BuggyQ: Thanks for the support. I’ve long argued that the cause of liberalism could be expanded for the good of all if certain liberals didn’t attack Americans who profess sincere religious faith as “insane” or “irrational.” I am neither. Liberalism is based on the freedom to believe as one wishes; it should never exclude Christians just because some Christians act like morons.
    One last thought: many southern and rural evangelicals are poorly educated and taught to dogmatically accept fundamentalist faith, nationalist patriotism and the evil of liberalism. They uncritically listen to Rush Limbaugh and Faux Spooge as sources of absolute truth. The GOP uses their dogmatic ignorance to its advantage. These folks are not capable of the type of critical self-awareness that would allow them to realize they’re getting screwed over in every direction by the party they so slavishly support. So let me add my voice to all these others: politically speaking, let these people wander in the wilderness until they come to their senses or otherwise disappear altogether.

  8. The people rejected Republicans and conservatism.
    Sane people realize this is true but the conservatives
    are trying to lay the blame on the GOP. As someone once
    said, conservatism cannot fail, it can only be failed.

  9. sue, four reasons why someone might speculate that obama might be carter II:
    1) energy policy — carter had one, the republicans tossed it aside; obama’s got one, the republicans want to toss it aside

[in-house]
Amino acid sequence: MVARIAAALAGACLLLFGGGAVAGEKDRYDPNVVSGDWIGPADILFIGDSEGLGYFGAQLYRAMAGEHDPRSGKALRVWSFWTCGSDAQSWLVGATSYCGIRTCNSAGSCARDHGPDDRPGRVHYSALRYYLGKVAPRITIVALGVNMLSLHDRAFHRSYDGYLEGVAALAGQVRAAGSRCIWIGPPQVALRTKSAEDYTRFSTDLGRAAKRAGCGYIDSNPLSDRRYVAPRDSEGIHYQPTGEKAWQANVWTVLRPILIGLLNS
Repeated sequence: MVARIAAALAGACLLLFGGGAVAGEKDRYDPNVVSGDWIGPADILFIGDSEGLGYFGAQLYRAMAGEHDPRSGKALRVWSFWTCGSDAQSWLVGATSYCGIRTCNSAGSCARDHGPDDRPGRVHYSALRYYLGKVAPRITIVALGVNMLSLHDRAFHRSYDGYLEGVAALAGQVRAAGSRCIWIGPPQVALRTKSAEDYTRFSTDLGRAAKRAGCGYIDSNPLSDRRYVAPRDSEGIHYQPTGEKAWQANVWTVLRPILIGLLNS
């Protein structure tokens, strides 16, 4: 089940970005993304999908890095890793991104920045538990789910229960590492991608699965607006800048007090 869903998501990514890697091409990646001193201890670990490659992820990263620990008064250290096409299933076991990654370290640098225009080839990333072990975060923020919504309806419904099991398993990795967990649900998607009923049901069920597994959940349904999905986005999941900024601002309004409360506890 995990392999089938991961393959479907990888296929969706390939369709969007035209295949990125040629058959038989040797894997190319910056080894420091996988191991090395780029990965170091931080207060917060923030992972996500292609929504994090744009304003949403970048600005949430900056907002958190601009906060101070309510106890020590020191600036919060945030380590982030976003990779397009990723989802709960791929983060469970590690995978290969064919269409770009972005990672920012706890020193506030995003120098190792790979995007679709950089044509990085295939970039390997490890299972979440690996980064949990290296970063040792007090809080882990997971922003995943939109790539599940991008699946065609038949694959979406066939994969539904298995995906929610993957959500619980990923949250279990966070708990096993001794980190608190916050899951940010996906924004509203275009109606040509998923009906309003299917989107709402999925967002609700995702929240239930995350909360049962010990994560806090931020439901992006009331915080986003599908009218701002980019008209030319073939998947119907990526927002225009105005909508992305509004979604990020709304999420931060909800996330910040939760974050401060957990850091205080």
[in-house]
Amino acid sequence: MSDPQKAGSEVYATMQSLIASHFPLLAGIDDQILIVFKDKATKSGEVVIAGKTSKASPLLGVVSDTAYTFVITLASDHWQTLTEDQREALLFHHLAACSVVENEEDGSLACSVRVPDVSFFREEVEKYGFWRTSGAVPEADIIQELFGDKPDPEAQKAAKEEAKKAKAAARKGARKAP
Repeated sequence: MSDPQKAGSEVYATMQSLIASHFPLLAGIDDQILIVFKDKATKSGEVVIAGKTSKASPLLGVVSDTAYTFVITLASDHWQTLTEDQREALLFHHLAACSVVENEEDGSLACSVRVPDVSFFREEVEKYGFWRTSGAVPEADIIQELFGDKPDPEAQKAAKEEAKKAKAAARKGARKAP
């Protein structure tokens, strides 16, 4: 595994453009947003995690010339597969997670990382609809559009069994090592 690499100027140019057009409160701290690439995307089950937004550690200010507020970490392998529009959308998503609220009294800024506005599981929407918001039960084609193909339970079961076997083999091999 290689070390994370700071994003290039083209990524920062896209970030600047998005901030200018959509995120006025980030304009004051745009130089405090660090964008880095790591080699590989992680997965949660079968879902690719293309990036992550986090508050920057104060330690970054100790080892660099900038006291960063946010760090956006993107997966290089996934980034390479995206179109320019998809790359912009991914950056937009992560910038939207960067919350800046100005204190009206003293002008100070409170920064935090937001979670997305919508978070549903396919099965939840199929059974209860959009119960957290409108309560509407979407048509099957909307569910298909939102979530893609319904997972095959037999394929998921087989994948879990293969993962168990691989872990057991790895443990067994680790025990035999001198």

2) foreign policy/middle east — carter’s efforts getting a peace plan between israel and its neighbors; obama actually intelligent and astute enough that he could very well get this done with one hand tied behind his back
    3) carter and obama are both non-hysterical, competent people
    4) the person so speculating is a twat — i think it’s ridiculous to speculate about what our new president might be — let’s see what he is

  10. Is it worth it trying to bring a little sanity to these guys on the right? Just for example, I hear news of people buying guns before the Democratic majority bans them. Where do they get this information? People in Vermont, they’ve got guns. People in Massachusetts, they’ve got guns, too (to quote a local, our liberal Cambridge-abutting town is “well-armed”). If these two lefty New England states let their citizens own guns, don’t you think that sets a bound on what will be tried nationally?
    And New York, too — you don’t wear blaze orange in the woods out of a warped sense of fashion — you wear it (in hunting season) because there’s hunters, with guns, in New York state.
    Or are they just that gullible and scared?

  11. Sandman, your “biblical model” term in relation to democratic socialism and that you will argue for Christianity, came across to me that you were more fervent about blending Christianity and our goverment than just supporting a return to democracy and a more beneficial socialistic model. That and I was responding from work maybe I read it too fast? For the record, there were morals and kindnesses and community spirit long before Christianity, y’all don’t have a corner on the market. All faiths have positives and negatives and if are to survive, flex and grow with the years and believers. My Atheist friends are some of THE most moral folks I know – so it’s not even a faith issue at all to want to be a neighbor and help folks out.